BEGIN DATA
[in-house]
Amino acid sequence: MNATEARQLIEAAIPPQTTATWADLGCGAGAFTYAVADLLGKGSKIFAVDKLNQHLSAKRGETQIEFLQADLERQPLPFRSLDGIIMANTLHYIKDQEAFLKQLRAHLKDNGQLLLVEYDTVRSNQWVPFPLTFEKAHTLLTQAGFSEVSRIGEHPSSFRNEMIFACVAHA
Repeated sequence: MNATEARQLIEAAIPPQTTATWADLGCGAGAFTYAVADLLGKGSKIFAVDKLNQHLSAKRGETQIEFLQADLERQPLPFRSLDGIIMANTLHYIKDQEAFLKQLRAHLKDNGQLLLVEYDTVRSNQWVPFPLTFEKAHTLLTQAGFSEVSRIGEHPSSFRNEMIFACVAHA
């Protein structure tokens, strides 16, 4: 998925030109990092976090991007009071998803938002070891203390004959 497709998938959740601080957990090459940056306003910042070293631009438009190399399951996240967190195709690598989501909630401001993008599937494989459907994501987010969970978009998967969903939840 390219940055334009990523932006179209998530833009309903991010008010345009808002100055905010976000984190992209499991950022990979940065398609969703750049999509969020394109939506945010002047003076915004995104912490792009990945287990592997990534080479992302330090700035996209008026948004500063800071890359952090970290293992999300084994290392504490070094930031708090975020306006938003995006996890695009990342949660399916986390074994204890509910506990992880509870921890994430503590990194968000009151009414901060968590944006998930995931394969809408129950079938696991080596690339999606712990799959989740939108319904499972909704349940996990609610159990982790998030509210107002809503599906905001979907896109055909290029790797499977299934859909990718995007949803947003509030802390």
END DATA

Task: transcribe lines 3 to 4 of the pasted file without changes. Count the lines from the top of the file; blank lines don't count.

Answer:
Repeated sequence: MNATEARQLIEAAIPPQTTATWADLGCGAGAFTYAVADLLGKGSKIFAVDKLNQHLSAKRGETQIEFLQADLERQPLPFRSLDGIIMANTLHYIKDQEAFLKQLRAHLKDNGQLLLVEYDTVRSNQWVPFPLTFEKAHTLLTQAGFSEVSRIGEHPSSFRNEMIFACVAHA
């Protein structure tokens, strides 16, 4: 998925030109990092976090991007009071998803938002070891203390004959 497709998938959740601080957990090459940056306003910042070293631009438009190399399951996240967190195709690598989501909630401001993008599937494989459907994501987010969970978009998967969903939840 390219940055334009990523932006179209998530833009309903991010008010345009808002100055905010976000984190992209499991950022990979940065398609969703750049999509969020394109939506945010002047003076915004995104912490792009990945287990592997990534080479992302330090700035996209008026948004500063800071890359952090970290293992999300084994290392504490070094930031708090975020306006938003995006996890695009990342949660399916986390074994204890509910506990992880509870921890994430503590990194968000009151009414901060968590944006998930995931394969809408129950079938696991080596690339999606712990799959989740939108319904499972909704349940996990609610159990982790998030509210107002809503599906905001979907896109055909290029790797499977299934859909990718995007949803947003509030802390």